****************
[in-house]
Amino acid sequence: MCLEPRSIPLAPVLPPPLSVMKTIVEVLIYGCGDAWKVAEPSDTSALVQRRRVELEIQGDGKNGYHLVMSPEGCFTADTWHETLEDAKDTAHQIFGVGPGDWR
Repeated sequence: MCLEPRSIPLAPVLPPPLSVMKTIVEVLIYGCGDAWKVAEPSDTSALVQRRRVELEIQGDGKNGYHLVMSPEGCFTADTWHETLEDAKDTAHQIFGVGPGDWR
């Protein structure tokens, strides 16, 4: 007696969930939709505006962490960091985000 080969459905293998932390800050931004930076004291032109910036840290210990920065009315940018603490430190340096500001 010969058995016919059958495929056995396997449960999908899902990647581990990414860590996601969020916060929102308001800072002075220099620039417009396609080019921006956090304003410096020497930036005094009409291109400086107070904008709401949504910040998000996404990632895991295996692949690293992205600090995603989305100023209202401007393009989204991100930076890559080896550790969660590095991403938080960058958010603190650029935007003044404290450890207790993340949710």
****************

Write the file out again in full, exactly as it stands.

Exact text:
[in-house]
Amino acid sequence: MCLEPRSIPLAPVLPPPLSVMKTIVEVLIYGCGDAWKVAEPSDTSALVQRRRVELEIQGDGKNGYHLVMSPEGCFTADTWHETLEDAKDTAHQIFGVGPGDWR
Repeated sequence: MCLEPRSIPLAPVLPPPLSVMKTIVEVLIYGCGDAWKVAEPSDTSALVQRRRVELEIQGDGKNGYHLVMSPEGCFTADTWHETLEDAKDTAHQIFGVGPGDWR
């Protein structure tokens, strides 16, 4: 007696969930939709505006962490960091985000 080969459905293998932390800050931004930076004291032109910036840290210990920065009315940018603490430190340096500001 010969058995016919059958495929056995396997449960999908899902990647581990990414860590996601969020916060929102308001800072002075220099620039417009396609080019921006956090304003410096020497930036005094009409291109400086107070904008709401949504910040998000996404990632895991295996692949690293992205600090995603989305100023209202401007393009989204991100930076890559080896550790969660590095991403938080960058958010603190650029935007003044404290450890207790993340949710």